Where then, do we look for economic leadership? This past week, coming back from Davos Switzerland, Ambros Evans-Pritchard gave us little hope this economic leadership would come from Europe. He also claims:
"Half the world economy is one accident away from a deflation trap. The International Monetary Fund says the probability may now be as high as 20pc.
It is a remarkable state of affairs that the G2 monetary superpowers - the US and China - should both be tightening into such a 20pc risk, though no doubt they have concluded that asset bubbles are becoming an even bigger danger....."
The first month of 2014 has been a difficult one for the Emerging Markets. It is estimated that as much as $4T of investments have poured into the EMs. Momentum funds may have been the last to enter. Fearful of the impact of the Fed's taper, the global tremors of capital flight has impacted many currencies this past week including those of India, Russia, South Africa, Turkey and others. Are the momentum funds now taking the hot money back to its source?
A major question here is, if this the beginning of a trend, or is it merely re - positioning of funds at month end. Considering the amount of international hot money, a partial product of the Fed's QE injections, I suspect this capital movement will continue, but will it continue to favor the USD?
Last week our analysis of the COT Report showed specs had been busy acquiring the biggest USD long position since August of 2013. This tends to make us cautious but with the vast amounts of money looking for safety, where else will the money flow?
The EU hardly seems like a likely destination for this money. When Draghi said he would do "whatever it takes to defend the euro," this braggadocio seems to have excluded actions that might harm the Bundesbank. This week the EU M-3 money supply was up only 1%, a level too small to sustain the fledgling recovery, but rather one destined to push Italy and Spain back into a recession.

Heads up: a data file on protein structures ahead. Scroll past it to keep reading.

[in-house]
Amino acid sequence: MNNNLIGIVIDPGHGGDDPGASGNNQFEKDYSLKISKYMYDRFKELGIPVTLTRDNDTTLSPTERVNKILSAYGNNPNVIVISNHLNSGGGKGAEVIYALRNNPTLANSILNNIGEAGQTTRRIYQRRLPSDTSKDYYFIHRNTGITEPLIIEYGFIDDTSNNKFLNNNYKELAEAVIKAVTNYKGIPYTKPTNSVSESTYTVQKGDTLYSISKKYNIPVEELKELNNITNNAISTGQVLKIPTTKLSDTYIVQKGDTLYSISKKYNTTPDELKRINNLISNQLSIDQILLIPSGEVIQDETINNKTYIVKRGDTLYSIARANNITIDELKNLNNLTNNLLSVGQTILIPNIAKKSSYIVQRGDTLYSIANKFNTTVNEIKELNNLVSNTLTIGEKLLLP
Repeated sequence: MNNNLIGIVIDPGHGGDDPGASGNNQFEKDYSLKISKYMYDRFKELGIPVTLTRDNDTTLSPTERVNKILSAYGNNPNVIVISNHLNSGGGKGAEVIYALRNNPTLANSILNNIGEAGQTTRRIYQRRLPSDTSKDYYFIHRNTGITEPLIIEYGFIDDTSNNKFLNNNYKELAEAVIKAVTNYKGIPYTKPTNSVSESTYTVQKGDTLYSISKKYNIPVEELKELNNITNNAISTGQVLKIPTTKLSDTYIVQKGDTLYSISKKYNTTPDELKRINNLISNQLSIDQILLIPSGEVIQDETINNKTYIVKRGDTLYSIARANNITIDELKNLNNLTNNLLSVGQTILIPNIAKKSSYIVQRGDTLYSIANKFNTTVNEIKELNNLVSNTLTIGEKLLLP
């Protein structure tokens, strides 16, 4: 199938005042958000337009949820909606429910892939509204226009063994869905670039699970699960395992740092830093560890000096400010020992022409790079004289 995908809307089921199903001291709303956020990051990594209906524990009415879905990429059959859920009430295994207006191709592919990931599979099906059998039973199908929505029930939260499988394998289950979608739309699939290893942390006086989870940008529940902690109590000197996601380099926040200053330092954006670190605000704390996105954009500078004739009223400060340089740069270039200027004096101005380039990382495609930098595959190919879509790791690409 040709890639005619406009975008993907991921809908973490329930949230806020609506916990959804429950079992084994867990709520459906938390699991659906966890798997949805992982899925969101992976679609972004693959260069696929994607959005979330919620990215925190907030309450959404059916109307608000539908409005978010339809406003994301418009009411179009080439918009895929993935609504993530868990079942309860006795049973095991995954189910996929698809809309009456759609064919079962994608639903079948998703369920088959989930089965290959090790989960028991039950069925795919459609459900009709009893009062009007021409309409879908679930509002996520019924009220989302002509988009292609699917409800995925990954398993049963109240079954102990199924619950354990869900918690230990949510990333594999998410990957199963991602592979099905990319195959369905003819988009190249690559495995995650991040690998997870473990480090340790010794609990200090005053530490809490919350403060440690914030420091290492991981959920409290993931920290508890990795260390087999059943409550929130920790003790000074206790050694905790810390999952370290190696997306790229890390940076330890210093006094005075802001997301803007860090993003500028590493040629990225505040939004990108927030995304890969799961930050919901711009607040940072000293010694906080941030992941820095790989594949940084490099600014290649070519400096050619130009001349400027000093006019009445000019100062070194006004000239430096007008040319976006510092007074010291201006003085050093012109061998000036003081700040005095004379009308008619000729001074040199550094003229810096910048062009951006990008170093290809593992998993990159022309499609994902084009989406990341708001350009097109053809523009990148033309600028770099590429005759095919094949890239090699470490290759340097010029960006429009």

The situation in Italy is most acute. Italy has the third largest amount of sovereign debt in the world, and the ECB auditors are coming for a visit. A recent Reuters story commented of the situation:
"Italian banks are near saturation point after two years spent frantically buying their own government's bonds, forcing the Treasury to find alternative investors at home and abroad to finance a 2-trillion euro debt.
Lenders' ability to soak up yet more Italian sovereign debt depends largely on the European Central Bank - which in turn says Italy is crucial to the fate of the entire eurozone."
But with the Bundesbank in control of the EU money supply, we must get ready for another crises in the ongoing euro drama.
The EURUSD (CCX, DBV, DRR, ERO, EUFX, EUO, FORX, FXE, UDN, UDNT) hit our target of 1.35 and we are inclined to step aside. Perhaps many of these issues are price in the market. Our trading preference for early next week is a rally back to the 1.36 level where we wish to sell. If the pair takes out support around the 1.3460 there may be another 200 pips to the down side. As always mind your money.